Large Convolutional Network models have recently demonstrated impressive classification performance on the ImageNet benchmark. However there is no clear understanding of why they perform so well, or how they might be improved. In this paper we address both issues. We introduce a novel visualization technique that gives insight into the function of intermediate feature layers and the operation of the classifier. We also perform an ablation study to discover the performance contribution from different model layers. This enables us to find model architectures that outperform Krizhevsky \etal on the ImageNet classification benchmark. We show our ImageNet model generalizes well to other datasets: when the softmax classifier is retrained, it convincingly beats the current state-of-the-art results on Caltech-101 and Caltech-256 datasets.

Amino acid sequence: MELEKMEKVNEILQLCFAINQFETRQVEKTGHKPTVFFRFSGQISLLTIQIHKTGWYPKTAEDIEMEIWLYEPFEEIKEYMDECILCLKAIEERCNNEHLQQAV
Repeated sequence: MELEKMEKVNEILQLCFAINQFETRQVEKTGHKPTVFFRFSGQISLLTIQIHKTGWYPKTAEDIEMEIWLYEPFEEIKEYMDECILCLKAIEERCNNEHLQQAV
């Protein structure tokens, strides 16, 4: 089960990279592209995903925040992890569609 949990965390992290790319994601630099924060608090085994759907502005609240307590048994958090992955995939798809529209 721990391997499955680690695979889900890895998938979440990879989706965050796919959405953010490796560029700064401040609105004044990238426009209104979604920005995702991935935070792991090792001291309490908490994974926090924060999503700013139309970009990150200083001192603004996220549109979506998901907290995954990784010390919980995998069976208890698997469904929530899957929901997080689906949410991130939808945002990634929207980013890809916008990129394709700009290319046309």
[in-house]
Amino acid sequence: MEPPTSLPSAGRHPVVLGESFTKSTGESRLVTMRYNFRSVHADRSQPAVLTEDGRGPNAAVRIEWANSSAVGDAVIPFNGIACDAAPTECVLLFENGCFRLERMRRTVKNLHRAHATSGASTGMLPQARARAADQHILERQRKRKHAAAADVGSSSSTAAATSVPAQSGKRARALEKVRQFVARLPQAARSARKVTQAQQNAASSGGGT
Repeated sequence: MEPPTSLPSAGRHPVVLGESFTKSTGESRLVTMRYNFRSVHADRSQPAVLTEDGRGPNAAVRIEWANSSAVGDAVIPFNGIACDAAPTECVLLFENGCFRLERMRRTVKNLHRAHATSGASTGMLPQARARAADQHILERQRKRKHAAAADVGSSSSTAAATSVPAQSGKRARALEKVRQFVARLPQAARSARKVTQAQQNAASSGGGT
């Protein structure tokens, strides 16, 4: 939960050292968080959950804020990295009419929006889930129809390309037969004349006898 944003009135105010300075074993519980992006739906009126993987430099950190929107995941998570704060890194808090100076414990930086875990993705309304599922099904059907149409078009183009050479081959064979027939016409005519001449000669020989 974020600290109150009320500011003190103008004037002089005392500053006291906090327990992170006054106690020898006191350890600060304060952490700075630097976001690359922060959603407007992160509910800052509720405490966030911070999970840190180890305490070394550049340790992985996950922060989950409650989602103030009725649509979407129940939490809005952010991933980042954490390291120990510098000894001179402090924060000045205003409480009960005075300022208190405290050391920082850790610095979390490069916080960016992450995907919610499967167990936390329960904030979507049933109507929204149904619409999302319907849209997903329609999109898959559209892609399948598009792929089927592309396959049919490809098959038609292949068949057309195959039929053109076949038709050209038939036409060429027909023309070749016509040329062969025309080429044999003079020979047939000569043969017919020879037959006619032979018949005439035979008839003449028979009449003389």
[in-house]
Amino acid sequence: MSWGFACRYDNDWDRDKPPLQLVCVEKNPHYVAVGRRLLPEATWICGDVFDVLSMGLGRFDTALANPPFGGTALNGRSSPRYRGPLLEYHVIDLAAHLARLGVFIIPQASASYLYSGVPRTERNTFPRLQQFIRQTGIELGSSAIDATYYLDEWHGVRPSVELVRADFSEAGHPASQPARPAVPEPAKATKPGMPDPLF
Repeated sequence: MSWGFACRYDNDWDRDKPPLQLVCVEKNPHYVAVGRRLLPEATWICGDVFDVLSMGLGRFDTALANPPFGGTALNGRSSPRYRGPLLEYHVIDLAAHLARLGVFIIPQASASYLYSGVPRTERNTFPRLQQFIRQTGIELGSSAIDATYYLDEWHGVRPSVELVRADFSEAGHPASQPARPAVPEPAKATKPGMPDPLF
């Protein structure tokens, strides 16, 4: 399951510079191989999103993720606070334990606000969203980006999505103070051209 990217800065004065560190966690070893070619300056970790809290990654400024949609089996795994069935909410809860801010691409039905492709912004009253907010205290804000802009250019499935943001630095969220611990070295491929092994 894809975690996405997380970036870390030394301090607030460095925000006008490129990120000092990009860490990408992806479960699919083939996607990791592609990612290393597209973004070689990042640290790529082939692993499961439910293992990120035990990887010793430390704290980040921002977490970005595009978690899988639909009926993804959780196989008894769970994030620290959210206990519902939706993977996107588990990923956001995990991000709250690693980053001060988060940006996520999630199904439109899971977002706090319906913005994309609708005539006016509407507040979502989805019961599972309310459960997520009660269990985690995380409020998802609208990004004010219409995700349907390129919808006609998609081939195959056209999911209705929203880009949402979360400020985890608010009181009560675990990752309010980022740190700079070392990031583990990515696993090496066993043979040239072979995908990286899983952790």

We present an integrated framework for using Convolutional Networks for classification, localization and detection. We show how a multiscale and sliding window approach can be efficiently implemented within a ConvNet. We also introduce a novel deep learning approach to localization by learning to predict object boundaries. Bounding boxes are then accumulated rather than suppressed in order to increase detection confidence. We show that different tasks can be learned simultaneously using a single shared network. This integrated framework is the winner of the localization task of the ImageNet Large Scale Visual Recognition Challenge 2013 (ILSVRC2013) and obtained very competitive results for the detection and classifications tasks. In post-competition work, we establish a new state of the art for the detection task. Finally, we release a feature extractor from our best model called OverFeat.